To avoid creating a fixed term contract, businesses should make clear to the prospective executive, by way of express language in writing,that the company's intent is that the employment agreement being entered is for an indefinite term and may be ended by either party at any time (or upon a certain notice period) for any reason or no reason. As discussed below, it is important for avoiding potential liability that these representations be made known to the candidate early on in the negotiations.

Beyond Contract and the At-Will Defense: -- Deceit and Misrepresentation. Even in at-will situations, businesses must be careful not to (intentionally or otherwise) mislead a candidate regarding the terms and conditions of employment or the business' health and prospects. Often executives are induced to leave secure jobs and homes, to move out of state and begin what they believe will be long and prosperous employment with a new company. If a company has been over-zealous in their boasts and salesmanship the employer could find itself facing a court battle. A recent Maryland case illustrates the dangers.

In Lubore v. RPM Associates, Inc., 109 Md. App. 312, 674 A.2d 547, cert denied, 343 Md. 565, 683 A.2d 177 (1996), according to the case allegations, the employee worked in a lucrative executive position when he entered into a lengthy negotiation with another company in the same industry for a high level executive position. After at least three meetings and additional telephone conversations during which the parties negotiated compensation and job responsibilities, the prospective executive accepted the offer of employment over the phone and resigned from his previous position. Later, the executive learned that he was required to sign a written employment agreement which he said contained several significant terms that were not previously discussed, including the employer's right to decrease his salary and a noncompetitionprovision. The employee refused to sign the written contract, and as a result his employment was terminated.

The employee then brought suit against the company alleging claims of fraud, deceit and negligent misrepresentation based upon his allegation that material terms of the employment were not disclosed to him until after he had resigned from his previous employment.

The Maryland appeals court concluded that the executive could sue the employer, even though his employment was at-will, based upon the purported misrepresentations and partial representations which omitted important terms of employment. The potential damage to the at-will employee was not the loss of his new employment, which the employer had the right to terminate, but the loss of his previous position based on the employer's negligent or fraudulentmisrepresentations during their important negotiations.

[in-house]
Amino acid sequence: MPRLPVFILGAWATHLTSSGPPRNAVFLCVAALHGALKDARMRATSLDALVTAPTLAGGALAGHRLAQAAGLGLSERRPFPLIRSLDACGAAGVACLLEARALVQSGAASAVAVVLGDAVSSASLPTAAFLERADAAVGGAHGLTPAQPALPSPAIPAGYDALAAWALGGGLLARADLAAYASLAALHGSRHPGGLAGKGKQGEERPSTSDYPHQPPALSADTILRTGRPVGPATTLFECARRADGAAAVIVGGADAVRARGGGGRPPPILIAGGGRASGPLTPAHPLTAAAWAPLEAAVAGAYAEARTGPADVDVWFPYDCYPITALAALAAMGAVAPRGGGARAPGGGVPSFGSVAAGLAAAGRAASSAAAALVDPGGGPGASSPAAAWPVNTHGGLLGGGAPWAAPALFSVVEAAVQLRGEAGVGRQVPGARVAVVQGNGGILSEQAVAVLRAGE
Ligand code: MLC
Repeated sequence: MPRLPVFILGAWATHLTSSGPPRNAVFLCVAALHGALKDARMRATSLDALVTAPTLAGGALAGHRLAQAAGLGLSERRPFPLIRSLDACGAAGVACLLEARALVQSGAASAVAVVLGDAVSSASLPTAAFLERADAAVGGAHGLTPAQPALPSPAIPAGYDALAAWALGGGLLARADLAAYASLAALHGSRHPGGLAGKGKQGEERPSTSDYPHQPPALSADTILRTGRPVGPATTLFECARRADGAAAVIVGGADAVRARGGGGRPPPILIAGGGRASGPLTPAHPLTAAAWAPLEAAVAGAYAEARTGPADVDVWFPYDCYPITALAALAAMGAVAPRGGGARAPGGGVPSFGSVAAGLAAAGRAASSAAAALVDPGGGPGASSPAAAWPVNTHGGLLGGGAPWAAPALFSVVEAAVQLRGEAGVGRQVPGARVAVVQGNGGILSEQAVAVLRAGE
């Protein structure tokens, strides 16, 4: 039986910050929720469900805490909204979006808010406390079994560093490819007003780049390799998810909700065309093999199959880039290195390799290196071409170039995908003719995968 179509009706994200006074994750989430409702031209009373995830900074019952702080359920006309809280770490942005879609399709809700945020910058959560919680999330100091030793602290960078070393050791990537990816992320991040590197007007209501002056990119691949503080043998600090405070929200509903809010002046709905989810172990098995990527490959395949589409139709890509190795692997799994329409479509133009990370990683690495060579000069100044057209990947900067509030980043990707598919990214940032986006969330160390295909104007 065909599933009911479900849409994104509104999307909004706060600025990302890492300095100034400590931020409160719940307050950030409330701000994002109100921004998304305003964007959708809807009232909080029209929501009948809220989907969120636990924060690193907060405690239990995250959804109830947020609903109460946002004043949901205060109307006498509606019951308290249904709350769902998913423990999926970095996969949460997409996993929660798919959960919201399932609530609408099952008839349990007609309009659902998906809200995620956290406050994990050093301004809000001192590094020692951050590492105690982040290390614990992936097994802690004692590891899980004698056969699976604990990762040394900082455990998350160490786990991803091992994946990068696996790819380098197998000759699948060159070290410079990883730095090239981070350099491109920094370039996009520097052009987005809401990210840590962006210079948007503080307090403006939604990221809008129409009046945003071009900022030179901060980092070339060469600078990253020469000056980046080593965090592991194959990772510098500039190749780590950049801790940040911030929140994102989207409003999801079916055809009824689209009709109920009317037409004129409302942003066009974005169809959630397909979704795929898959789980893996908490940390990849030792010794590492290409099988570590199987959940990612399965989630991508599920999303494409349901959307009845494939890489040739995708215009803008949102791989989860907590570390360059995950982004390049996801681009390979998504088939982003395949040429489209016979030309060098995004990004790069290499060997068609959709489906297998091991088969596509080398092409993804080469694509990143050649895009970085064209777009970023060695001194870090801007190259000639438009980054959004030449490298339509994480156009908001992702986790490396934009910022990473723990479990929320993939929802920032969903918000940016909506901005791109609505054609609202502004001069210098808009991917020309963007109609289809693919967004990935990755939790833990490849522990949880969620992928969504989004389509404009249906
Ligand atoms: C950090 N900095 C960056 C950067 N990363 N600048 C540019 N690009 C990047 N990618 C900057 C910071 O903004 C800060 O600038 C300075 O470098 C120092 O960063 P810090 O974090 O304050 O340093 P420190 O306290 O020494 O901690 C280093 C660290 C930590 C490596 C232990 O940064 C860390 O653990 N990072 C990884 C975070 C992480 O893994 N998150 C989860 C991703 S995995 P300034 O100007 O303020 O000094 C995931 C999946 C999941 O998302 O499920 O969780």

It is very difficult to cover all the detailed terms and conditions of employment during the recruitment phase. However, prior to the time the prospective executive changes his or her circumstances (such as resigning their existing position) it is important to make sure the recruit is aware of material terms and conditions and alerted if he or she will be required to sign employment agreements.

Defending Corporate Interests Through The Employment Contract

Under what conditions can the relationship with an executive be terminated? When the relationship ends, is the executive entitled to severance? What are the restrictions, if any, on the executive's rights to work for a competing business? How will disputes be resolved?

These questions are among the issues that arise when an executive departs. Employers should give careful consideration to addressing these questions and others, up front in an executive employment agreement.

Restrictive Covenants -- Covenants Not To Compete. One method by which the company may seek to protect its interests is through the inclusion of a restrictive covenant. These covenants may be made a part of a more comprehensive employment contract or may be used independently in an at-will employment situation.

Restrictive covenants may take a number of different forms. These include:

  • Noncompetition clauses which prevent an employee from leaving the employer and starting or joining another business in direct competition with the former employer;
  • Nonsolicitation clauses which prevent or at least limit the departed employee's access to former customers;
  • Employee piracy clauses which keep employees from taking other of the company's employees with them or soliciting those employees to leave;
  • Nondisclosure agreements to protect company trade secrets and other confidential information; and
  • Intellectual property clauses which prevent departing employees from taking technology or information developed by the former employer and using it in competition or prevent present employees from using company resources to develop inventions for their own personal benefit.

In Maryland, the general rule is that non-compete agreements will be sustained "if the restraint is confined within limits which are not wider as to area and duration than are reasonably necessary for the protection of the business of the employer and do not impose an undue hardship on the employee or disregard the interest of the public." Silver v. Goldberger, 231 Md. 1, 6, 188 A.2d 155, 158 (1963). As discussed above, the inclusion of such covenants should be disclosed prior to the executive leaving his or her current position so there can be no claim of bad faith or fraudulent concealment on the part of the hiring company.

On the other hand, when recruiting or hiring an executive, a company ought to inquire as to whether or not an executive whom they are recruiting is presently working under a contract which contains a covenant not to compete. Injunctions have been obtained against employees whose activities violate such covenants _ thus, an employer may find that their newly hired executive is prevented from working for them. In addition, the hiring company may be indirectly liable in tort for inducing the executive to breach their contract.